Innovation and a
Culture of Change

By Mark Wright, OD, FCOVD,

Professional Editor, Review of Optometric Business


Innovation is our lifeblood, it sustains us. It makes our lives meaningful, and it equips us to continually seek excellence in our work. How we nurture our desire to innovate makes the difference between just doing a job and building a business to a pinnacle of success.

Innovation is not only an aspiration. Innovation is directly tied to success in business.

Several studies, excerpted in this article, demonstrate that companies that pro-actively embrace innovation achieve better business outcomes. They do so by being first to market with products and by readily implementing progressive systems of management.

Research further shows that organizations that promote teamwork tend to be more innovative. In fact, they develop cultures of innovation where change is embraced.


These two findings have direct applications to eyecare practices. Fostering innovation in the management of an eyecare practice, and proactively offering innovative and advanced solutions to our patients’ vision needs, may seem like no-brainers. But on close examination, we find that our behavior in embracing change is powerfully shaped by our well-established habits and how we examine and alter those habits.


Create a Culture of Innovation

We tend to think of innovation as the introduction of new products. In fact, within an organization—and especially within an eyecare practice—innovation flourishes because a culture of innovation has been created. The hallmark of that culture is that change is embraced without an initial and automatic period of resistance. That resistance to change, so common in organizations, is a characteristic of legacy culture that can inhibit innovation and growth.


For eyecare practitioners, the unwillingness to embrace a culture of innovation associated with services and products often

keeps us from offering our patients the best possible solution to their vision and eye health needs.


In fact, patients want to see and hear what’s new and exciting in vision care products when they visit our practices. The more we can serve their needs with a broad range of services and high-performing products, the more we fulfill our mandate to improve patients’ lives. Legacy culture, which includes a series of habits that we may or may not be aware of, often limits how fully we achieve that goal.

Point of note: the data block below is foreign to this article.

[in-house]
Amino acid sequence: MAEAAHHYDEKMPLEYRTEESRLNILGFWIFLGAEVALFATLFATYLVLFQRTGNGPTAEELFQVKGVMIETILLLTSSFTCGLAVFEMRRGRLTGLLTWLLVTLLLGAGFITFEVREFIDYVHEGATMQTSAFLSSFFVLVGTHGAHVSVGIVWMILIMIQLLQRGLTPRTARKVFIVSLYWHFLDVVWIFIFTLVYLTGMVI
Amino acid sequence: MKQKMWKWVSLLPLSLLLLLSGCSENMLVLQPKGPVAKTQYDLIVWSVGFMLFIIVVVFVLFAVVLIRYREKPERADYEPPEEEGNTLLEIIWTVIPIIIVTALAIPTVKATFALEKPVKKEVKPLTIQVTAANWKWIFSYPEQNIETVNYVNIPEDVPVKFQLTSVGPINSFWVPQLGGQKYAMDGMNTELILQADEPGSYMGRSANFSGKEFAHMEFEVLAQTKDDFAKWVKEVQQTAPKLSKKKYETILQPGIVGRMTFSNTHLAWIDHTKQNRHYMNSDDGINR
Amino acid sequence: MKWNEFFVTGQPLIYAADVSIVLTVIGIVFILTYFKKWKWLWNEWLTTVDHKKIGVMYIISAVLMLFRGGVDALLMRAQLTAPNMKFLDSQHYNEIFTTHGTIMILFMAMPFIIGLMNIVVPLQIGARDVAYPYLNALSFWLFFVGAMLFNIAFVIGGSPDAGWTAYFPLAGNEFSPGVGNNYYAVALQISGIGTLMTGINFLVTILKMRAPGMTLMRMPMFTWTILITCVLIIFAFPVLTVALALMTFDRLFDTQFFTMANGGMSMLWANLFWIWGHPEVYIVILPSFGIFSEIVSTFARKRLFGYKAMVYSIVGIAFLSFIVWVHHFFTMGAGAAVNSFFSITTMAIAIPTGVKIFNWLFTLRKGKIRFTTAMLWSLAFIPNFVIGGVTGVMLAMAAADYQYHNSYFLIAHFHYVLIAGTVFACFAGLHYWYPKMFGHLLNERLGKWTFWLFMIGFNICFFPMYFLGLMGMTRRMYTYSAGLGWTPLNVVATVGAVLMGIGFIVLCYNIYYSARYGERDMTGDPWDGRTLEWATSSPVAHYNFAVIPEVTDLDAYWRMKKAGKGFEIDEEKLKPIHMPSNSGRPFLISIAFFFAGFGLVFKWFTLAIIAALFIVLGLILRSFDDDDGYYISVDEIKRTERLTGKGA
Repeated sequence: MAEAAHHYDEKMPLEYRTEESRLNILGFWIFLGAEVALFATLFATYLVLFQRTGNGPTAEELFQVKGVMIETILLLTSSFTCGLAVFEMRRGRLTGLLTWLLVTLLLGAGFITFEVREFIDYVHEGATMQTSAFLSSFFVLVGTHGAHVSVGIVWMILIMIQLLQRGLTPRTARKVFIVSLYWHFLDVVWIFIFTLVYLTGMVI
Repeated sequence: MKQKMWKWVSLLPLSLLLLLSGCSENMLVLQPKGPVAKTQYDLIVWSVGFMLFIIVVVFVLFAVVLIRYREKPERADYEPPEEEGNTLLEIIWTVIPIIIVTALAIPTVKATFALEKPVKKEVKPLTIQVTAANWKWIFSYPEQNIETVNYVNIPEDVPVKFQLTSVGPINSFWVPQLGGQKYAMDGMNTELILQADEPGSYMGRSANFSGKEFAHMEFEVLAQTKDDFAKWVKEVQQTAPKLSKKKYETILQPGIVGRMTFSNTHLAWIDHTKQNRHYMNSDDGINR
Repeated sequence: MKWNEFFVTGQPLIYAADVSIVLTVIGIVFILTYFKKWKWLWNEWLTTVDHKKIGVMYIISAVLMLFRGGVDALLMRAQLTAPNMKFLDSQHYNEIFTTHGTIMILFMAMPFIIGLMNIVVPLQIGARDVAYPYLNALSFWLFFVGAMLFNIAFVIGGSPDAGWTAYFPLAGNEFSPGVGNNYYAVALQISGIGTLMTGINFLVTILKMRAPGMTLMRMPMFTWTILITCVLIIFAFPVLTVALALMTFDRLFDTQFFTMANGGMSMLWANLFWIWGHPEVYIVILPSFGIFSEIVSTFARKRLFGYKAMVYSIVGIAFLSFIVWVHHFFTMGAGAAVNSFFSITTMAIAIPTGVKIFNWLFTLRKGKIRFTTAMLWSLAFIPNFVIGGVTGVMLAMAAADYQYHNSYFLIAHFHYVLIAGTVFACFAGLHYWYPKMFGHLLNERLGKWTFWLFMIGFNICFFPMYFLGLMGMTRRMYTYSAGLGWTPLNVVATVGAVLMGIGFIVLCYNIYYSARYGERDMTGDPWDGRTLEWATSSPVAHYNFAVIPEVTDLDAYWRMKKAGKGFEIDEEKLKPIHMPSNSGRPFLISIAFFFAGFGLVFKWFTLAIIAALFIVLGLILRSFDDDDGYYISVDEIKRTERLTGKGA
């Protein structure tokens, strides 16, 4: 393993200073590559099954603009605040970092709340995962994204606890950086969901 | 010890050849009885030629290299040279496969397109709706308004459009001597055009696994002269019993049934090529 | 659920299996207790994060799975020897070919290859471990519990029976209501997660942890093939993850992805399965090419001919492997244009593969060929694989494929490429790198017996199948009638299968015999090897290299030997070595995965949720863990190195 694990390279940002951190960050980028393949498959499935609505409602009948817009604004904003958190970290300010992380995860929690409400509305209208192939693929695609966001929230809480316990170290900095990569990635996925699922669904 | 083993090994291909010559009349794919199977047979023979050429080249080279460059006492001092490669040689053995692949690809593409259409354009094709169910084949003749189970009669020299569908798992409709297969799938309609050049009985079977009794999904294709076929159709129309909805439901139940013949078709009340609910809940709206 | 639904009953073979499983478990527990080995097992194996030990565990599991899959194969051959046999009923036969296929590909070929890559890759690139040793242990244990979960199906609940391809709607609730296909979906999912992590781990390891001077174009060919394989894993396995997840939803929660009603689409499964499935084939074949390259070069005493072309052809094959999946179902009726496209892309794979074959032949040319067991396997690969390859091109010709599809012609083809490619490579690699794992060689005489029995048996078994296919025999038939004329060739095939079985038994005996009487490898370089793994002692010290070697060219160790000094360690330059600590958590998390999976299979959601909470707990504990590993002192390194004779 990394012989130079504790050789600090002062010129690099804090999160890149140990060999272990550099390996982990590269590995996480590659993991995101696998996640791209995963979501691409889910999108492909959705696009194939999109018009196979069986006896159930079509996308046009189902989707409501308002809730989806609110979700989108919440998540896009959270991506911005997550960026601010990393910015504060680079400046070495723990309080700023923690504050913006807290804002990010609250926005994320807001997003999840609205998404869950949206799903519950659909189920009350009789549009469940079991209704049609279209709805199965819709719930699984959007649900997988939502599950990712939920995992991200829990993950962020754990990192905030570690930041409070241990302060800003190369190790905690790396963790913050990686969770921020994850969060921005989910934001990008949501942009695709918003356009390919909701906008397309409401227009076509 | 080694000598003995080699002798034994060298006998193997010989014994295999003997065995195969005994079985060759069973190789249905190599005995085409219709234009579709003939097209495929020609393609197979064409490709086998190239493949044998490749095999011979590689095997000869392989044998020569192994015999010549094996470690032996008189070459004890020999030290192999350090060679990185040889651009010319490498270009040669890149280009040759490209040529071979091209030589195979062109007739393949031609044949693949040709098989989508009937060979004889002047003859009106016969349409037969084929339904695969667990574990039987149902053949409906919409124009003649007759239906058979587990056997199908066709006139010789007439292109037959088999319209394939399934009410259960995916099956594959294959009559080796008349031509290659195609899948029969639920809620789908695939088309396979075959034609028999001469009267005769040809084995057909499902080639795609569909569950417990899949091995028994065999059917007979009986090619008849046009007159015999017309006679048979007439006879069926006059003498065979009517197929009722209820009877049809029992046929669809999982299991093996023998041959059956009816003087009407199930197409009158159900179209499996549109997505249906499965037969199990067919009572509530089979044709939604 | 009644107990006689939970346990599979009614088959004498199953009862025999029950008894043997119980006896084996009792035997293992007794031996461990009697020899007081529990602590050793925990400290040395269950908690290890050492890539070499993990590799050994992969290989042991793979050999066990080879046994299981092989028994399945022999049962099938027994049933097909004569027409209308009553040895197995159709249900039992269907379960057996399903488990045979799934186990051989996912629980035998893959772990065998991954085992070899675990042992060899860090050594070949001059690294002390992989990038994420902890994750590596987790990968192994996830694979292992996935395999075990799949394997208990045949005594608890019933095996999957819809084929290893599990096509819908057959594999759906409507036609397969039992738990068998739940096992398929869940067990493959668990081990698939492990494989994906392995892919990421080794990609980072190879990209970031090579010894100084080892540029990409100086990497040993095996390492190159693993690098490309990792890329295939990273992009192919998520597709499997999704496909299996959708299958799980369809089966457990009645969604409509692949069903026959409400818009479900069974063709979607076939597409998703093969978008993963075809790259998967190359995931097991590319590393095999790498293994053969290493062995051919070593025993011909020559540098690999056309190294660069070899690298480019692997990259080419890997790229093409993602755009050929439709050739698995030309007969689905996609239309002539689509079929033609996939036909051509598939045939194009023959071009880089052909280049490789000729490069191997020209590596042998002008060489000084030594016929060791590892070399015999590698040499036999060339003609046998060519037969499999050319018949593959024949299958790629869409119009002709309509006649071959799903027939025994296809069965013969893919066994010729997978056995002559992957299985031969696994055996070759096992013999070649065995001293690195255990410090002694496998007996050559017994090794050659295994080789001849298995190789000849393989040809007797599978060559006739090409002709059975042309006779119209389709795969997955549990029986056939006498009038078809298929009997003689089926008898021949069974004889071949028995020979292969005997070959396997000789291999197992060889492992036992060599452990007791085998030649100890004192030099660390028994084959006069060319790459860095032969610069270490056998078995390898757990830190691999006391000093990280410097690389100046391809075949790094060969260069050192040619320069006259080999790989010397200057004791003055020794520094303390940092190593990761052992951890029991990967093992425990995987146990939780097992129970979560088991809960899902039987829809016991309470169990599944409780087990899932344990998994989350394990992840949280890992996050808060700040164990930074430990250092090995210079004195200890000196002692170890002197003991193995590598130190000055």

Overcome the Disconnects

Research shows that patients say they would like to hear about new products with virtually every office visit, yet that occurs only one time out of every five.


What causes this disconnect? Commonly, we hear doctors say, “I haven’t the time to talk about new products.” Granted, as practitioners, we constantly are challenged to manage our chair time well. We all know the feeling of running late, the fear of never catching up.


But when we say, “I haven’t the time....” is that reality? Or is that a habit turning on, a habit that expedites a situation? If we listen to an inner voice, we may hear, more honestly, “Things are going smoothly; I don’t want to rock the boat.”


But does that response best serve our patients or our practices? Or neither?


The solution lies in building a culture that drives all parties—doctor, staff and patient—to embrace innovation in the products and services we provide. In this innovative culture, there is one consistent message from doctor and staff. In fact, the patient first encounters that consistent message before even arriving at the practice, via exam reminders and the practice’s web site and social media communications. Over time, the patient comes to expect that their eyecare practice is the go-to place for the latest and best technology-based solutions to their vision and eye health needs. That occurs once innovation has been made a primary and integrated part of the practice’s value proposition.


Mark Wright, OD, FCOVD, is Professional Editor of Review of Optometric Business.
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